The work was completed in about a week’s time because Marty’s appointments were every working day, and sometimes, twice a day. When the crown was ready to be placed, the dental technician, who worked in the same building, joined Jimenez to make sure that the crown fit properly.

Shortly after my husband received his new tooth,  I had a problem with a tooth that he had fixed, and went through the same procedure.

Over the years, when either of us experienced dental problems, Marty suggested that we take a trip to Bolivia and see Dr. Jimenez.

With current airfares, I don’t think that’s such a good idea.

With great-grandson Azariah

With great-grandson Azariah

 

Bolivia Revisited with Jack and Jane

We met Jack and Jane Zeigler in Santa Cruz, Bolivia in 1991, at the Arenal Hotel, where we all were staying. We and the Zeiglers, were working on agricultural projects with VOCA (Volunteers in Overseas Cooperative Assistance.) Jack, the head of the Department of Food Science at Penn State University, was conducting a feasibility study on opening up a pork slaughtering plant in Santa Cruz.   Jane, the daughter of farmers, taught school and was assisting Jack. Marty and I consulted with poultry farmers, helping them to improve their skills in poultry husbandry.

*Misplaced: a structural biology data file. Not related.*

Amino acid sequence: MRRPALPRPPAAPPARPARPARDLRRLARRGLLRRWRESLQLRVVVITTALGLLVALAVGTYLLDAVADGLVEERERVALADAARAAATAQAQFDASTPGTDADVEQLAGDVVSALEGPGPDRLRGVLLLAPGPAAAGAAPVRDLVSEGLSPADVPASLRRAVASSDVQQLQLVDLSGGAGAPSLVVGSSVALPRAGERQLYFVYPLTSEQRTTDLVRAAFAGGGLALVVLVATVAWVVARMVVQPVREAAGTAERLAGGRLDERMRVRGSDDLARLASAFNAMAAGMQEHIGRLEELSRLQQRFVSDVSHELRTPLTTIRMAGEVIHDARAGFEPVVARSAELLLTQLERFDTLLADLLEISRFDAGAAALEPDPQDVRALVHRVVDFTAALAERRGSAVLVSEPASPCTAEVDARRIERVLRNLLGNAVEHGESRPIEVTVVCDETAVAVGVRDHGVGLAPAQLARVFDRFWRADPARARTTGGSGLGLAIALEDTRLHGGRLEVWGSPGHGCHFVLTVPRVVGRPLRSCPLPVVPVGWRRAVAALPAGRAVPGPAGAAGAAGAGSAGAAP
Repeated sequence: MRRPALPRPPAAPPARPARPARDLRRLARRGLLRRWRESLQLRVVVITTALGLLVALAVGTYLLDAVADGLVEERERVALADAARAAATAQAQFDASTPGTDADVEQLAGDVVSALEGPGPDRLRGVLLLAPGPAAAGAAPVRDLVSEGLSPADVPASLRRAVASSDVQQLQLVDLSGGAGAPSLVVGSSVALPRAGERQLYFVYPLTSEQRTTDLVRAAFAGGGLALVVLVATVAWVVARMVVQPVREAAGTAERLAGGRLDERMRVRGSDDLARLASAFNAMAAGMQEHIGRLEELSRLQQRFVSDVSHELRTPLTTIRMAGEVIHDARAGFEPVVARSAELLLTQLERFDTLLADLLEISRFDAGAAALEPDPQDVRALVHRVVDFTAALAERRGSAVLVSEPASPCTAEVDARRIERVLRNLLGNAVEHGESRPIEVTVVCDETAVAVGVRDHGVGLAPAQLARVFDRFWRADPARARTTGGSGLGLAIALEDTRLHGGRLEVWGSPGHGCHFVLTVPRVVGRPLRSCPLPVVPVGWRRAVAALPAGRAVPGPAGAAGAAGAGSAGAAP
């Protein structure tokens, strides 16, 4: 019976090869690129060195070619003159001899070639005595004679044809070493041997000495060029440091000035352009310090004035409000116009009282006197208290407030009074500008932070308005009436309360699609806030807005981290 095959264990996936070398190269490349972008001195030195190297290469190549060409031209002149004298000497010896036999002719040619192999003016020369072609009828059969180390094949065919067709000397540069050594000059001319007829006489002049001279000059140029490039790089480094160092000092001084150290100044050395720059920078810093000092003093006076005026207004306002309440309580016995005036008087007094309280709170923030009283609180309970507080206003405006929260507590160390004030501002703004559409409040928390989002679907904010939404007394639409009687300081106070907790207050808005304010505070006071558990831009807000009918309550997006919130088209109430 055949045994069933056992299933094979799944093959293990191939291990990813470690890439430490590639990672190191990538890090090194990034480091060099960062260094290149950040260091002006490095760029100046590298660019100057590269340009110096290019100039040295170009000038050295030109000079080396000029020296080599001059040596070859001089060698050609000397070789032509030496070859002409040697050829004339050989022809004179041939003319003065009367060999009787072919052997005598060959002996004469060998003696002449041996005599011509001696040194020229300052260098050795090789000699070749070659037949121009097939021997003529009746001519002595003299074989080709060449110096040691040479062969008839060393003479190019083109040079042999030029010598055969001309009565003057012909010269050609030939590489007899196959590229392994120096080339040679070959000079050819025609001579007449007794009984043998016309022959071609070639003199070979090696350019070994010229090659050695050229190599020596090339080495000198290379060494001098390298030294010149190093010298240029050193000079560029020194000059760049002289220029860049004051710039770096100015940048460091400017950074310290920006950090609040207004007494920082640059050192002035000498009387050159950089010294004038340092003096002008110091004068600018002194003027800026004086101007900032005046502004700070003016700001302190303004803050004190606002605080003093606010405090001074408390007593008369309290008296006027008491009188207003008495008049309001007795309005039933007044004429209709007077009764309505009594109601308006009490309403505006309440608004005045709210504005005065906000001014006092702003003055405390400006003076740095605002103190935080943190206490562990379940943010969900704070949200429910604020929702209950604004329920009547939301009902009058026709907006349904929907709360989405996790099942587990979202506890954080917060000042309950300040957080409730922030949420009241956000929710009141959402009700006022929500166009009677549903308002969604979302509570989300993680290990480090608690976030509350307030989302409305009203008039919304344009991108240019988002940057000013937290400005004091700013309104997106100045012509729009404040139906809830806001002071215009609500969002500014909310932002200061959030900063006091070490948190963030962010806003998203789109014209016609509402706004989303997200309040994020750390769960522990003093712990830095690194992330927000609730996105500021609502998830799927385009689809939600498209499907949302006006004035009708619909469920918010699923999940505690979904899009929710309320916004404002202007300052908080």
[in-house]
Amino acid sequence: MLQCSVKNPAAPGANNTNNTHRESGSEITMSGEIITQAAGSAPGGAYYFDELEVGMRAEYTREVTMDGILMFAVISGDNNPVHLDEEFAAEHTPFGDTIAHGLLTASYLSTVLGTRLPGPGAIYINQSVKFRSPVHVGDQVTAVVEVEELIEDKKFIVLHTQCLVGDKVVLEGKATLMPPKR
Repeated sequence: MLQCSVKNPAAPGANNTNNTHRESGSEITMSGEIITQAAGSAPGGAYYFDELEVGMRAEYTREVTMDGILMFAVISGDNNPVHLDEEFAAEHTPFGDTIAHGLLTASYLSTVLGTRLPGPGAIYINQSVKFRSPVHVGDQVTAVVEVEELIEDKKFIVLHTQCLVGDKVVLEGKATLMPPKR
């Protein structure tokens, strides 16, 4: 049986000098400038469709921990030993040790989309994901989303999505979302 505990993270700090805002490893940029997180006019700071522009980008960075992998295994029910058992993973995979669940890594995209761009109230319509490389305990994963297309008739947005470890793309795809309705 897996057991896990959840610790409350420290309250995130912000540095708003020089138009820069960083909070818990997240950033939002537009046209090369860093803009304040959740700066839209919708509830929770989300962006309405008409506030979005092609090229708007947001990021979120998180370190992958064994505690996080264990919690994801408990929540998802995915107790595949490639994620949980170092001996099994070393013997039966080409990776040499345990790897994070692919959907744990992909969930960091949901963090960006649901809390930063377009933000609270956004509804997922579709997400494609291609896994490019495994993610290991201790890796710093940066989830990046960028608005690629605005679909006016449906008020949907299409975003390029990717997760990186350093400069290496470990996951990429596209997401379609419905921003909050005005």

We spent most of our free time with the Zeiglers, dining together, touring Santa Cruz and traveling to other areas in Bolivia. On some occasions we accompanied each other to various sites. Abraham, a farmer whom Jack and Marty visited, was extremely pleased with Marty’s suggestions. When Marty mentioned that his father’s name was Abraham, he said that he knew that Marty was sent by G-d.  When we noticed a group of school children playing soccer with a beat up ball, we scoured all of Santa Cruz for a new soccer ball, which delighted the children.

The Zeiglers invited us one weekend to visit a neighboring community, Samaipata, and look up an Austrian sculptress whom they heard about.  We trekked across the hot desert to find her home.  unnamed-2unnamed-4 I purchased a small piece of pottery and they bought a terra cotta figurine of a mythical female character. Since this was an intricate piece, they were worried about getting it home without breaking it. I suggested wrapping the “Lady” in their underwear.

Jack & the sculptress

Jack & the sculptress